For Harvey, the political and economic crises of the early 1970s were just the latest round in a series of adjustments in reaction to the emergence of the new geography of capitalist development which involved first and foremost "the conquest of space," and which Harvey traces to the mid-19th century (but via Lefebvre back to the late middle ages and Renaissance). (19) While social theory (as in Smith, Marx, Weber) has privileged time in its theorizations, the aesthetic has privileged space in elaborating its own response to pressures of space-time compression and of temporality by means of the "spatialization of time. "In terms of contemporary cultural practice, the best illustration of an institutional spatial resistance to the claims of history and temporality for Harvey is, tellingly, found in the field of architecture. But generally speaking, the spatial dimension of all aesthetic objects, whether they be buildings, paintings or poems seeks not only to "to illuminate temporal reality so that (we) might feel more at home in it, but [...] to abolish time within time, if only for a time." (20) As Petrarch understood long before Adorno or Bourdieu, writing itself as spatial practice "tears practice and discourse out of the flow of time." (21) This fundamental theoretical point made by Bourdieu and Adorno for the modern period was well-understood by humanist culture. In fact, it was foundational for Petrarch, for whom writing was to be "a place of rest" (Familiares 1.1). (22) The Epic of Gilgamesh, as we've seen, promotes the virtues of space, in particular, of architecture and words written on stone tablets as "spatializing" responses to the inevitability of the end of the journey. We should not be surprised if an artist of Calvino's cosmopolitan character and spatial preoccupations should have responded precociously by aesthetic means to the pressures of this particular aspect of the "post-modern condition." Indeed, Le citta invisibili has a kind of prophetic aura or resonance when we read it now. At the beginning of the new millennium, from the perspective of an internet-connected culture immersed in the economic and cultural phenomena of globalization, Le citta invisibili presents an aesthetic response to the experience of space-time compression, whose specifically spatial aspect we are perhaps better positioned to appreciate in the light of our reading of the Epic of Gilgamesh.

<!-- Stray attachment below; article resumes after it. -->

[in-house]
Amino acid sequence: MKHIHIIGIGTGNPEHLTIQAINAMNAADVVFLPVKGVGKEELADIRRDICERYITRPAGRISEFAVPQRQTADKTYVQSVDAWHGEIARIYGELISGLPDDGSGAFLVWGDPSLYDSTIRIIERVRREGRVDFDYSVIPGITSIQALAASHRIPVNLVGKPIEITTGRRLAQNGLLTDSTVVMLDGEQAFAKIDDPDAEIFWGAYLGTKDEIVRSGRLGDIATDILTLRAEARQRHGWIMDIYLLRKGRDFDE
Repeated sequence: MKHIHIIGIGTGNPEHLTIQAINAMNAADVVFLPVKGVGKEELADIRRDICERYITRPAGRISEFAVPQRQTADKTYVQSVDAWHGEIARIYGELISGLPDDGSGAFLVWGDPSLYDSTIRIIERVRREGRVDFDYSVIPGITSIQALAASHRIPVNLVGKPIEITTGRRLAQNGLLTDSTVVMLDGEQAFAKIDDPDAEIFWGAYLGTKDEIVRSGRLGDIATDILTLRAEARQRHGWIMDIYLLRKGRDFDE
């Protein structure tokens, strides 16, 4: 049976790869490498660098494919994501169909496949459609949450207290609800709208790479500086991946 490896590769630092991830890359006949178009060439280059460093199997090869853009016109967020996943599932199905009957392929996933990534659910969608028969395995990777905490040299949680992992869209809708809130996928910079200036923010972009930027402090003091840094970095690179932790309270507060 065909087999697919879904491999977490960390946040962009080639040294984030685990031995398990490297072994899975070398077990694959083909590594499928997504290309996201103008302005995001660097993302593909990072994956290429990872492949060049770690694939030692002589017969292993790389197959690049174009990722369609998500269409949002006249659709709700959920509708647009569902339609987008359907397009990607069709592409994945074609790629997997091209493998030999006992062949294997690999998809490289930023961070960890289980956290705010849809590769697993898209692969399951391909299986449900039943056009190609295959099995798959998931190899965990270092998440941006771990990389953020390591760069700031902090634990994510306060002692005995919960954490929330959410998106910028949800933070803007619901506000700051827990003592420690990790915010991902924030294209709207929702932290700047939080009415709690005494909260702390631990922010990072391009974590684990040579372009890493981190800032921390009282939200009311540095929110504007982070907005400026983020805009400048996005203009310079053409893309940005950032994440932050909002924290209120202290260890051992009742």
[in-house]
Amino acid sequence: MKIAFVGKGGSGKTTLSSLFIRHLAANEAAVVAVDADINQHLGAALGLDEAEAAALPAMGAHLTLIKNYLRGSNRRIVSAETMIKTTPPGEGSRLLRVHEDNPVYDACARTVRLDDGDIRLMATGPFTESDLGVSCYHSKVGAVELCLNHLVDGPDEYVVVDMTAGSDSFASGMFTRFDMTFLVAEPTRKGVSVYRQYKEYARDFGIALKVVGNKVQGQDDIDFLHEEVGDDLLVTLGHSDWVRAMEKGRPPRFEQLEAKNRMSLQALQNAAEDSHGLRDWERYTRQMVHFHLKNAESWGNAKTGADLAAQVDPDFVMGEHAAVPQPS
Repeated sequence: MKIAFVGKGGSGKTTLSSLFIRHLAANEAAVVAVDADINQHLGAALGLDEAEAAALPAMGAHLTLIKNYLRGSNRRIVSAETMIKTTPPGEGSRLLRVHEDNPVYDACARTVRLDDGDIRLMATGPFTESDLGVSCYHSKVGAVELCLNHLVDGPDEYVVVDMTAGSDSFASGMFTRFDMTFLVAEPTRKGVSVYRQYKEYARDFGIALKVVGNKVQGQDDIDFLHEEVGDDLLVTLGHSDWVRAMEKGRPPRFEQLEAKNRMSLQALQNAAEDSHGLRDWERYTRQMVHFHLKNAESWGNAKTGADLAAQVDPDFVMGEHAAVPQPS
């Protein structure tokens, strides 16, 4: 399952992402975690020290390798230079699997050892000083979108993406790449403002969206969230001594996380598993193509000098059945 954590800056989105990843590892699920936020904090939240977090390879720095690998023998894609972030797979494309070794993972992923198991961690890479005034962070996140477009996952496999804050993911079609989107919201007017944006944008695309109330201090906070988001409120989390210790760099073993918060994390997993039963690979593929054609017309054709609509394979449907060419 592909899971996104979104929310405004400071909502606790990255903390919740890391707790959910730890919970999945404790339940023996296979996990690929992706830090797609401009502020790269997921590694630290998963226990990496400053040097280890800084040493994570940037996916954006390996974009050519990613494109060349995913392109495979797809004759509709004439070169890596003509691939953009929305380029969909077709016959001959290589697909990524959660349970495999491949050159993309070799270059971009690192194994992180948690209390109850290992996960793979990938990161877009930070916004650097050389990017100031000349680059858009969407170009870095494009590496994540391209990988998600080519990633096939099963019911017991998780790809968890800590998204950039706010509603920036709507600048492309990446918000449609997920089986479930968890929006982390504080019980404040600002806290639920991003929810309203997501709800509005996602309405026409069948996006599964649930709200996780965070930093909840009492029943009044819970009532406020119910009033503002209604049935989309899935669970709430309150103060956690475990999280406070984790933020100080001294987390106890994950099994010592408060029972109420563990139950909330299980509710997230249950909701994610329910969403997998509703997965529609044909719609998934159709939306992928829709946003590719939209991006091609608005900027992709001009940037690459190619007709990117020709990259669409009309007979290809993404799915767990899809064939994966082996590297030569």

The spatially overdetermined character of Calvino's book represents the response of literary aesthetics to space-time compression. As Gianni Celati observed in a review written at the time of the work's publication: "The book is [...] more a spatial than a temporal metaphor; it is not a book about memories evoked by traces of writing but a book about the spatiality of the traces. To reduce time into the space of memory is to deny that history or stories have some analogy with the dimension of the ego which is temporal, which is memory. Therefore accept the pure exteriority of the book as object." (23) This distinctively spatial aspect of the book, at both the levels of form and content accounts for its enthusiastic reception by architects and urban planners, the most recent expression of which, thirty years after the publication of the work, was the exhibition which the "Triennale di Milano" dedicated to it, which was mounted by architects, urban planners and conceptual artists of various disciplines. (24) Literary critical reception of the work has been no less attentive to the spatial dimensions of the artifact, from the earliest reviews, including an influential essay by P. V. Mengaldo who described the formal structure of the work as "seven sestina stanzas enclosed by two double sestina stanzas," (25) to more recent contributions like Robert Dombroski's important chapter "Le citta invisibili and Architecture." (26) In the most searching analysis of the architectural structure of the work to date, however, Carlo Ossola has revealed a latent structure designed to draw the reader toward the interior of the work and to its center, that is, to the "fulcro di ogni simmetria e di ogni specularita, al centro esatto del racconto (280 infatti tra le citta descritte) e della matrice geometrica che inscrive le 'citta invisibili,' Bauci, citta eponima di ogni 'citta invisibile' [...] se appunto 'Dopo aver marciato sette giorni attraverso boscaglie, chi va a Bauci non riesce a vederla ed e arrivato.' (27)